The Washington PostDemocracy Dies in Darkness

Cruz suggests he’s now more open to presidential bid

Sen. Ted Cruz (R-Tex.) takes questions from the media after his speech at the recent Americans for Prosperity Defending the American Dream summit in Dallas. (Sebastian Payne/The Washington Post.)
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Sen. Ted Cruz (R-Tex.) suggested in an interview airing on ABC News on Sunday that the events occurring overseas could make him more likely to run for president in 2016.

Cruz has said that the Islamic State militant group should be bombed back "to the Stone Age." In the ABC interview, he said President Obama should "take them out" — with congressional approval. Asked whether the situation makes him more likely to run, his response suggested it did.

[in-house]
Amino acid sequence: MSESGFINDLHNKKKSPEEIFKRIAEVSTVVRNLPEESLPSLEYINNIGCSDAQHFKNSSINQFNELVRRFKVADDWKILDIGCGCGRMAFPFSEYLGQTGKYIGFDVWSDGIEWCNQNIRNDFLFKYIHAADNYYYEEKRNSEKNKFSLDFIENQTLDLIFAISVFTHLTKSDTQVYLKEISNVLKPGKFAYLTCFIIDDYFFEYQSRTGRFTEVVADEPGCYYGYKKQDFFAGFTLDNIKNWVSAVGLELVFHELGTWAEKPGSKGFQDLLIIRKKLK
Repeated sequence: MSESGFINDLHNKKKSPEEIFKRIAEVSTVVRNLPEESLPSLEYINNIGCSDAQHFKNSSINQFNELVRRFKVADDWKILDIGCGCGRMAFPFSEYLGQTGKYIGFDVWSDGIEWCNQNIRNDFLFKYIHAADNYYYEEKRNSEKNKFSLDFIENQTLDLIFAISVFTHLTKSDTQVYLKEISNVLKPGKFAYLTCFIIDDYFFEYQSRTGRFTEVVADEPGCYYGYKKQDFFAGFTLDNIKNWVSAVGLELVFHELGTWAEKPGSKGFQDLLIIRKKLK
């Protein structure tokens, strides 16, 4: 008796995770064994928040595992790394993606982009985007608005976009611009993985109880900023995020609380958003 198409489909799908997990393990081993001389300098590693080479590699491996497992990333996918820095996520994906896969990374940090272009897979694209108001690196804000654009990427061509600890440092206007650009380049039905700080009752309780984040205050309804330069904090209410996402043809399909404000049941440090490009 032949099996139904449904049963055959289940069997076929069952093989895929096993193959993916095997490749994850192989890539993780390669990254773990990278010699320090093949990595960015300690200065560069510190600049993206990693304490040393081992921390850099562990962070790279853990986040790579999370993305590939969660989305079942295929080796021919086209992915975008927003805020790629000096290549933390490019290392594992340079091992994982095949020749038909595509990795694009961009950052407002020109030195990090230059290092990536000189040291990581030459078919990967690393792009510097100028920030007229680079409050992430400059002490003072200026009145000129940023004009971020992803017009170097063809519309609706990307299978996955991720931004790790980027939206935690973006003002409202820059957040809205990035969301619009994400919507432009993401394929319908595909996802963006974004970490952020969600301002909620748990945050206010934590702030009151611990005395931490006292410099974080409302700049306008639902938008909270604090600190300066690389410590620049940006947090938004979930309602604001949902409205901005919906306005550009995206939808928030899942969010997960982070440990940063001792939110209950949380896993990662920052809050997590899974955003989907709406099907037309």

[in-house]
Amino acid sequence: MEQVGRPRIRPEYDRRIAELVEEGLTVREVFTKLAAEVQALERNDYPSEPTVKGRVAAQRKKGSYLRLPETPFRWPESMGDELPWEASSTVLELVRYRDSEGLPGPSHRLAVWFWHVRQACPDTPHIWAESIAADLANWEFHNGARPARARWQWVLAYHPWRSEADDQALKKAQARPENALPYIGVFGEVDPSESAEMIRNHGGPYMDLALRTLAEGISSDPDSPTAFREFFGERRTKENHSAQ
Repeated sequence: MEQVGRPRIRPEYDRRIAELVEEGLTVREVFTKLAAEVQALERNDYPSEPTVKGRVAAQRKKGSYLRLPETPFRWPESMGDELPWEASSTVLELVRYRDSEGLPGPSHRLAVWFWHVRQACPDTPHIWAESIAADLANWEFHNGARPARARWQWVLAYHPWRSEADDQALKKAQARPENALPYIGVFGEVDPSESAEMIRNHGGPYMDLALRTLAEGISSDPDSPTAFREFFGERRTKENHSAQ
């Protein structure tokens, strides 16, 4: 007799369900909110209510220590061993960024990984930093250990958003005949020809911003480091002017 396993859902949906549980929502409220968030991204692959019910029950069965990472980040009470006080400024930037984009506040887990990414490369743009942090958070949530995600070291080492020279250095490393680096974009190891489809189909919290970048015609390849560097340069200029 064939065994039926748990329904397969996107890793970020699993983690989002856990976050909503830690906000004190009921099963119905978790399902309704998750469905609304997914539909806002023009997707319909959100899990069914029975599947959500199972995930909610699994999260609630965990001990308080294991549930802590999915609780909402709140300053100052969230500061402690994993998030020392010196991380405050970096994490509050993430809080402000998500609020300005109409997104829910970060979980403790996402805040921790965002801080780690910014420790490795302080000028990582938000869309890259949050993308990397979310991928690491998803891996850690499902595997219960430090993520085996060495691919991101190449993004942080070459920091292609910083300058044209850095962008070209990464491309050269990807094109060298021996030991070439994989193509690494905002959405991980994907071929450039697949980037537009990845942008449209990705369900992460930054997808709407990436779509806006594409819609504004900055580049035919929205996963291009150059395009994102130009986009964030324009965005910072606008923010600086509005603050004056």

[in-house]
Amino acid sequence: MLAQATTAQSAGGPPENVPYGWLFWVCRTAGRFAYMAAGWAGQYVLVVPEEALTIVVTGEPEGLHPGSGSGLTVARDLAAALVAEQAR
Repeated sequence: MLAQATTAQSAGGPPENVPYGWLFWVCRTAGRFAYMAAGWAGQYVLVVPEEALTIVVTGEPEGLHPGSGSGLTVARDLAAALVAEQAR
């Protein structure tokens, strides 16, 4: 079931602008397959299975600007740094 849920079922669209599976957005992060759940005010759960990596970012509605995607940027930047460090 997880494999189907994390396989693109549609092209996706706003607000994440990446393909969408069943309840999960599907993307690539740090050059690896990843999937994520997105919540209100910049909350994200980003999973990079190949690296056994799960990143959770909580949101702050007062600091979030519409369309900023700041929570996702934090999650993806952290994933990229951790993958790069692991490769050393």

“The American people in 2014 and also November 2016 are going to be looking for leaders who want to work to restore America’s leadership in the world,” Cruz said. Pressed on whether that means him running for president, he said: “It increases my interest in doing everything I can to change the direction we’re on."

Cruz was also asked about the foreign policy positioning of Sen. Rand Paul (R-Ky.), after his fellow 2016er called for military action to take out the Islamic State and declared in a Time magazine op-ed that he is "not an isolationist."

In the past, Cruz has suggested that his own foreign policy is more active and more Reagan-esque than Paul's. But this time he declined to carve out the differences.

"I’m going to let Rand characterize his own views," Cruz said. "I will leave that to Rand, and I will leave the American people to make their own judgments.”